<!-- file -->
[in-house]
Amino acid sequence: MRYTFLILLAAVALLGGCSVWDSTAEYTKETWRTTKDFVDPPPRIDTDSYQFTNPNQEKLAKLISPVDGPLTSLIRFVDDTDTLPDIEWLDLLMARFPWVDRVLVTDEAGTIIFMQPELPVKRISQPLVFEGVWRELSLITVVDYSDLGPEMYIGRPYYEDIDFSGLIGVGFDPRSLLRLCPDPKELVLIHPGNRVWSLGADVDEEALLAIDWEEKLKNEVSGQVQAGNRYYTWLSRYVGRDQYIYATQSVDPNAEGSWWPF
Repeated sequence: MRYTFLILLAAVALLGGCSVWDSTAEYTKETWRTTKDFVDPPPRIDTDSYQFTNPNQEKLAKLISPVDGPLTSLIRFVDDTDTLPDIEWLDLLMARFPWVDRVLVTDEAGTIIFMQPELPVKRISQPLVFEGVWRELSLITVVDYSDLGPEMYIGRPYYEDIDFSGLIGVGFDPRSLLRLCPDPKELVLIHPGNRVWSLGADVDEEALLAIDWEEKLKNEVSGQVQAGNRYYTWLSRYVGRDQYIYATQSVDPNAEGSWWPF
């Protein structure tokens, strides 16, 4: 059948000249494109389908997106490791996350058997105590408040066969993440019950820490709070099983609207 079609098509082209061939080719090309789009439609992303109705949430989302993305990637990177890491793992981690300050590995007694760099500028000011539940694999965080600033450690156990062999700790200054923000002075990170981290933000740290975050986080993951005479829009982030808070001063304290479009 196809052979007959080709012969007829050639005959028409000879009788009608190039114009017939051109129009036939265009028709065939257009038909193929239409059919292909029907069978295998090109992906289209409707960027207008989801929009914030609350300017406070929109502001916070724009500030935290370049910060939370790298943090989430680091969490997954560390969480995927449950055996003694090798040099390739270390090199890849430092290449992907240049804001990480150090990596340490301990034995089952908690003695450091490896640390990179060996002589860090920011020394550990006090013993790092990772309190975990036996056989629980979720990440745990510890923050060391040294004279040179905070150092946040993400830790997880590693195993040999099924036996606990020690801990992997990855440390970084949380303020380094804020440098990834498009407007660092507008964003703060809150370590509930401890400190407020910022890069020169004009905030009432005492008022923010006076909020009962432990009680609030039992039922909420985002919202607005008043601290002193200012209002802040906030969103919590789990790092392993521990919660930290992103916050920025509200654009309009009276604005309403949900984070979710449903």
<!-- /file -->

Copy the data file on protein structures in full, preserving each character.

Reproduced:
[in-house]
Amino acid sequence: MRYTFLILLAAVALLGGCSVWDSTAEYTKETWRTTKDFVDPPPRIDTDSYQFTNPNQEKLAKLISPVDGPLTSLIRFVDDTDTLPDIEWLDLLMARFPWVDRVLVTDEAGTIIFMQPELPVKRISQPLVFEGVWRELSLITVVDYSDLGPEMYIGRPYYEDIDFSGLIGVGFDPRSLLRLCPDPKELVLIHPGNRVWSLGADVDEEALLAIDWEEKLKNEVSGQVQAGNRYYTWLSRYVGRDQYIYATQSVDPNAEGSWWPF
Repeated sequence: MRYTFLILLAAVALLGGCSVWDSTAEYTKETWRTTKDFVDPPPRIDTDSYQFTNPNQEKLAKLISPVDGPLTSLIRFVDDTDTLPDIEWLDLLMARFPWVDRVLVTDEAGTIIFMQPELPVKRISQPLVFEGVWRELSLITVVDYSDLGPEMYIGRPYYEDIDFSGLIGVGFDPRSLLRLCPDPKELVLIHPGNRVWSLGADVDEEALLAIDWEEKLKNEVSGQVQAGNRYYTWLSRYVGRDQYIYATQSVDPNAEGSWWPF
């Protein structure tokens, strides 16, 4: 059948000249494109389908997106490791996350058997105590408040066969993440019950820490709070099983609207 079609098509082209061939080719090309789009439609992303109705949430989302993305990637990177890491793992981690300050590995007694760099500028000011539940694999965080600033450690156990062999700790200054923000002075990170981290933000740290975050986080993951005479829009982030808070001063304290479009 196809052979007959080709012969007829050639005959028409000879009788009608190039114009017939051109129009036939265009028709065939257009038909193929239409059919292909029907069978295998090109992906289209409707960027207008989801929009914030609350300017406070929109502001916070724009500030935290370049910060939370790298943090989430680091969490997954560390969480995927449950055996003694090798040099390739270390090199890849430092290449992907240049804001990480150090990596340490301990034995089952908690003695450091490896640390990179060996002589860090920011020394550990006090013993790092990772309190975990036996056989629980979720990440745990510890923050060391040294004279040179905070150092946040993400830790997880590693195993040999099924036996606990020690801990992997990855440390970084949380303020380094804020440098990834498009407007660092507008964003703060809150370590509930401890400190407020910022890069020169004009905030009432005492008022923010006076909020009962432990009680609030039992039922909420985002919202607005008043601290002193200012209002802040906030969103919590789990790092392993521990919660930290992103916050920025509200654009309009009276604005309403949900984070979710449903």